• Provide Australia with a system of seagoing training and certification consistent with international standards and highly regarded worldwide for its integrity and quality and promote skills development by seafarers and their career path progression from small vessels to commercial ships.

  • Provide a regulatory system for the delivery of vessel traffic service to minimise the risk of a maritime accident, subsequent ship sourced pollution and damage to the marine environment in the Great Barrier Reef and Torres Strait and for the safe delivery of coastal pilotage services in the Torres Strait and Great Barrier Reef region.

3. Responding to marine pollution risks (output 1.3)

  • Maintain ship sourced pollution response services and emergency towage services consistent with relevant international obligations, regional arrangements and inter-governmental agreements.
  • Provide effective emergency response, including coordinated search and rescue, incident coordination and pollution and emergency towage response, to shipping incidents involving a significant pollution threat in Australian waters and around the coast.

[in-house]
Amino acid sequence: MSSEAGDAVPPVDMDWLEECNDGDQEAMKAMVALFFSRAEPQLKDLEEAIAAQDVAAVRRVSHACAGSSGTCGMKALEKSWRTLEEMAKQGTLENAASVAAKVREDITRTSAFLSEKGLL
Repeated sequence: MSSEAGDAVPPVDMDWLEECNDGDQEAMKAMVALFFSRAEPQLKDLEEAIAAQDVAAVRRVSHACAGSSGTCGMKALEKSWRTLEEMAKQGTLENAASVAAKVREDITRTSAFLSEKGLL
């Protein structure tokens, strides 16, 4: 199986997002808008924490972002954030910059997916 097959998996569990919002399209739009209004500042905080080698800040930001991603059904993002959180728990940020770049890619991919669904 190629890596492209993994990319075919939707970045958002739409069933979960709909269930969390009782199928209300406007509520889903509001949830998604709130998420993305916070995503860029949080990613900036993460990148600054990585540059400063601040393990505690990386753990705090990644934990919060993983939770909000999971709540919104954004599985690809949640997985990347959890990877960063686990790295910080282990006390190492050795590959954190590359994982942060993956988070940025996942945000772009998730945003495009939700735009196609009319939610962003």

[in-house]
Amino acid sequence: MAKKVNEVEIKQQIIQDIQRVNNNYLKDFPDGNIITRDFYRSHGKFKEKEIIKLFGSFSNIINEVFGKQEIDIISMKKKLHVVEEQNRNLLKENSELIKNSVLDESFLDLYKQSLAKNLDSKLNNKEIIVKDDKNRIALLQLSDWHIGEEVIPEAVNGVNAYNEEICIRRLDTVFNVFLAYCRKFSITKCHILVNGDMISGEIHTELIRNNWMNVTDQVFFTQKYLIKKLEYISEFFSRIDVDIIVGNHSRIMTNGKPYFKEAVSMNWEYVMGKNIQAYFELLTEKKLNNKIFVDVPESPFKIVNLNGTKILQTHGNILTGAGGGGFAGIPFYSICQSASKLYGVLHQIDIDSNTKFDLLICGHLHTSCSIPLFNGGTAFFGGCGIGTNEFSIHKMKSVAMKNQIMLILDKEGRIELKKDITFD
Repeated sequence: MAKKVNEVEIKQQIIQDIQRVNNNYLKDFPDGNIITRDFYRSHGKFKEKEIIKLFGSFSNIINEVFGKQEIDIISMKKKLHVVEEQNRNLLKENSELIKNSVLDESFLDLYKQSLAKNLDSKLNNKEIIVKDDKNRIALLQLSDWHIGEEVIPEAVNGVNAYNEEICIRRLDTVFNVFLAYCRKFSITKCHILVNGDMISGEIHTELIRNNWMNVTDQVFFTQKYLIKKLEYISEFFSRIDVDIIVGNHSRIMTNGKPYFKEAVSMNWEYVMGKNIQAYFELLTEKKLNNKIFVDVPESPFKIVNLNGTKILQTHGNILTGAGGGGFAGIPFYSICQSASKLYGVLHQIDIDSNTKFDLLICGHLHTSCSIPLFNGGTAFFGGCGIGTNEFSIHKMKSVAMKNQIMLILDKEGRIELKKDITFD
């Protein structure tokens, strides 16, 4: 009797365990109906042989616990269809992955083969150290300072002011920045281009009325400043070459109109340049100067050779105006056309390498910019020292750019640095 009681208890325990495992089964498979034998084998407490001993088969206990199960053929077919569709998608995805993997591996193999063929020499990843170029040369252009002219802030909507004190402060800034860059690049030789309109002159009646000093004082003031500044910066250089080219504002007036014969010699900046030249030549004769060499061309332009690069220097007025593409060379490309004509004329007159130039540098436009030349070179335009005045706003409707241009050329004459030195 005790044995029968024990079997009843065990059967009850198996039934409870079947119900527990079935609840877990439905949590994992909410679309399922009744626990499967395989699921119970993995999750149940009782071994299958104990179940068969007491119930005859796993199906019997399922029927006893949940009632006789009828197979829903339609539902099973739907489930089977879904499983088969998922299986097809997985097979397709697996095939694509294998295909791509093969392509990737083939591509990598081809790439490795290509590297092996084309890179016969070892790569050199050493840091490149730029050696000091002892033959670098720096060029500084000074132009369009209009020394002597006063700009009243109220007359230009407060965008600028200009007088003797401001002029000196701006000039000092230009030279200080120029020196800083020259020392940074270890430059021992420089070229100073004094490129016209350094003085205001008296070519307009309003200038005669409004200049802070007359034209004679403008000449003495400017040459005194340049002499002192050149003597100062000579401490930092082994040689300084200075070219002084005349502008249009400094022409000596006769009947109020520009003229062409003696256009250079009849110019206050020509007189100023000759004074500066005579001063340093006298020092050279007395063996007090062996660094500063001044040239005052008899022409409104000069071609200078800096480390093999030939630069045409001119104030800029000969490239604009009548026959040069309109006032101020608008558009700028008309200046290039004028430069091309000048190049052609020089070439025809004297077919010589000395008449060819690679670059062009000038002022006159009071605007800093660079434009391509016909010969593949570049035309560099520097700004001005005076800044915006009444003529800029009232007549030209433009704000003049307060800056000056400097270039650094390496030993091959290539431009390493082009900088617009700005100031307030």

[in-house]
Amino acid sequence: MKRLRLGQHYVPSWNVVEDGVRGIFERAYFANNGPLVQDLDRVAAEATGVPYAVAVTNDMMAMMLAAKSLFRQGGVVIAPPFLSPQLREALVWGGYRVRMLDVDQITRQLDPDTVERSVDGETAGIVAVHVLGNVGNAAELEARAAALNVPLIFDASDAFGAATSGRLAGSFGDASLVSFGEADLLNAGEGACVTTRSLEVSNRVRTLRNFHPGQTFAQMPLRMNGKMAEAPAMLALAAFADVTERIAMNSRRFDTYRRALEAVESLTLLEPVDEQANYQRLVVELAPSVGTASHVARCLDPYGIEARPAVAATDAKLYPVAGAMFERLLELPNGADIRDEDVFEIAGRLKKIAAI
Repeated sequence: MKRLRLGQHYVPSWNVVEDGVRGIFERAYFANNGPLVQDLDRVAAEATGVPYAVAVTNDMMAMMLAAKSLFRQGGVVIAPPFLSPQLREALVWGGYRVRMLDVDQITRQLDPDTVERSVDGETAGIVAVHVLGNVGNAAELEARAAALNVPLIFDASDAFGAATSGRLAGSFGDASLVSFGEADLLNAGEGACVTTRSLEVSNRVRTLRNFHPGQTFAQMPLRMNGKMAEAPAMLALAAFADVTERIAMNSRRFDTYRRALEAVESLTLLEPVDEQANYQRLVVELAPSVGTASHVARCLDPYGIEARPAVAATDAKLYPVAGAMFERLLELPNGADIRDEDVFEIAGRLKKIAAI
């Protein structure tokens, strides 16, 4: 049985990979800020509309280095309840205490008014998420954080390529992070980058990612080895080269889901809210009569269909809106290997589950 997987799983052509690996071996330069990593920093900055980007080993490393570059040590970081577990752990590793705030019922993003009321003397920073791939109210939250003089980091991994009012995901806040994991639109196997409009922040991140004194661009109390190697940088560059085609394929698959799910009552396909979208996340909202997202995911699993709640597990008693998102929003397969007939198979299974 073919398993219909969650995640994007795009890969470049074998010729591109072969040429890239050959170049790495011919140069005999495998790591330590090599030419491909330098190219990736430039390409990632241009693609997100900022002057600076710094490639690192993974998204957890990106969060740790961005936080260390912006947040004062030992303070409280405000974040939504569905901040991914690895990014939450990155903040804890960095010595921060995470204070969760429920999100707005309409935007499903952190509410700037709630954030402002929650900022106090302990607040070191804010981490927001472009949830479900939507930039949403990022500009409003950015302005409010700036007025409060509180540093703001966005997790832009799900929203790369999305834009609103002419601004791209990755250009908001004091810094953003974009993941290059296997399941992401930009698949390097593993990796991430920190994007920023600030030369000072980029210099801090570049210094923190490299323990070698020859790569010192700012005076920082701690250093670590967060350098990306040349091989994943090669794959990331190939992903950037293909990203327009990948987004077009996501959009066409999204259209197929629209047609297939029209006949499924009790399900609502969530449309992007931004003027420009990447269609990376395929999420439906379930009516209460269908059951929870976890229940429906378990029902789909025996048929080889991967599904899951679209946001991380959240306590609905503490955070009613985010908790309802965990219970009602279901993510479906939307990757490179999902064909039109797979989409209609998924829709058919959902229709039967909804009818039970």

4. Systems for aiding safe marine navigation (output 1.4)

  • Maintain a national network of integrated marine aids to navigation systems, vessel tracking systems, a vessel traffic management system in the Torres Strait and Great Barrier Reef, and provide Maritime Safety Information to ships, consistent with international standards.
  • Maximise the benefit of communications and technological advances to improve navigational and ship safety.
  • Contribute to whole of government initiatives to improve maritime domain awareness for the benefit of maritime safety and environment protection.

5. Maritime and aviation search and rescue (output 2.1)

  • Coordinate maritime and aviation search and rescue and maintain maritime safety and distress communication services consistent with Australia's international obligations and the relevant inter-governmental agreement.
  • Maximise the benefit of communications and technological advances to improve the effectiveness of search and rescue operations and communications.
  • Contribute to whole of government initiatives to fully utilise search and rescue assets.

1.2: Agency resource statement

Table 1.1 shows the total resources from all origins. The table summarises how resources will be applied by outcome and by administered and departmental classification.

Table 1.1: AMSA resource statement - Budget estimates for 2008-09 as at Budget May 2008

1.3: Budget measures

AMSA does not have any new measures in the 2008-09 Budget.

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Budget 2008-09